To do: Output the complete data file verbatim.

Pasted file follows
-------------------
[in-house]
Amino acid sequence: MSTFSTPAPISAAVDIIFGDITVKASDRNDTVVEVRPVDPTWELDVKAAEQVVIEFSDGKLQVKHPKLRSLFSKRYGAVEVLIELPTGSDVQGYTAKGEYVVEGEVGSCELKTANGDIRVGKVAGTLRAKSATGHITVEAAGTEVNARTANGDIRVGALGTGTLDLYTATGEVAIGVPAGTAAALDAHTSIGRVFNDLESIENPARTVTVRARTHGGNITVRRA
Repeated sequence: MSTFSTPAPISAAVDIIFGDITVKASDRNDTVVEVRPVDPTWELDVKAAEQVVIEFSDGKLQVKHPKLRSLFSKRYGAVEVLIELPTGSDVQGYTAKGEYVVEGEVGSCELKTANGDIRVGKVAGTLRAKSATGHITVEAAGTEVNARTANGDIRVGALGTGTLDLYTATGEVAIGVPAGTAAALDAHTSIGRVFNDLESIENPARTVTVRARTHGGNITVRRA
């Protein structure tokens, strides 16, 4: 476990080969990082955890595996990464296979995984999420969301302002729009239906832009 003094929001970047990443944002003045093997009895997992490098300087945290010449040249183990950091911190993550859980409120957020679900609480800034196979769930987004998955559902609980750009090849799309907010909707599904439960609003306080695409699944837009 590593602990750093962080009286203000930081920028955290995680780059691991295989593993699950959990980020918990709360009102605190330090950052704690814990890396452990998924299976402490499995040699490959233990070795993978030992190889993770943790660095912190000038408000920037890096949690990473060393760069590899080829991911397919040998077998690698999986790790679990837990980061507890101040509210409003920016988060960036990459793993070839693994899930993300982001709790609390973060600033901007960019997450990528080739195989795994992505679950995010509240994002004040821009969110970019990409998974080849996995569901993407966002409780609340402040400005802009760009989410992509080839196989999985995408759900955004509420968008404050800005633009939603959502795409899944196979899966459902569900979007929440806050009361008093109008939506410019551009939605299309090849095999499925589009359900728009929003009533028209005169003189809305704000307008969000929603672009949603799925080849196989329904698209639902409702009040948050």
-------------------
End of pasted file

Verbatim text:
[in-house]
Amino acid sequence: MSTFSTPAPISAAVDIIFGDITVKASDRNDTVVEVRPVDPTWELDVKAAEQVVIEFSDGKLQVKHPKLRSLFSKRYGAVEVLIELPTGSDVQGYTAKGEYVVEGEVGSCELKTANGDIRVGKVAGTLRAKSATGHITVEAAGTEVNARTANGDIRVGALGTGTLDLYTATGEVAIGVPAGTAAALDAHTSIGRVFNDLESIENPARTVTVRARTHGGNITVRRA
Repeated sequence: MSTFSTPAPISAAVDIIFGDITVKASDRNDTVVEVRPVDPTWELDVKAAEQVVIEFSDGKLQVKHPKLRSLFSKRYGAVEVLIELPTGSDVQGYTAKGEYVVEGEVGSCELKTANGDIRVGKVAGTLRAKSATGHITVEAAGTEVNARTANGDIRVGALGTGTLDLYTATGEVAIGVPAGTAAALDAHTSIGRVFNDLESIENPARTVTVRARTHGGNITVRRA
């Protein structure tokens, strides 16, 4: 476990080969990082955890595996990464296979995984999420969301302002729009239906832009 003094929001970047990443944002003045093997009895997992490098300087945290010449040249183990950091911190993550859980409120957020679900609480800034196979769930987004998955559902609980750009090849799309907010909707599904439960609003306080695409699944837009 590593602990750093962080009286203000930081920028955290995680780059691991295989593993699950959990980020918990709360009102605190330090950052704690814990890396452990998924299976402490499995040699490959233990070795993978030992190889993770943790660095912190000038408000920037890096949690990473060393760069590899080829991911397919040998077998690698999986790790679990837990980061507890101040509210409003920016988060960036990459793993070839693994899930993300982001709790609390973060600033901007960019997450990528080739195989795994992505679950995010509240994002004040821009969110970019990409998974080849996995569901993407966002409780609340402040400005802009760009989410992509080839196989999985995408759900955004509420968008404050800005633009939603959502795409899944196979899966459902569900979007929440806050009361008093109008939506410019551009939605299309090849095999499925589009359900728009929003009533028209005169003189809305704000307008969000929603672009949603799925080849196989329904698209639902409702009040948050």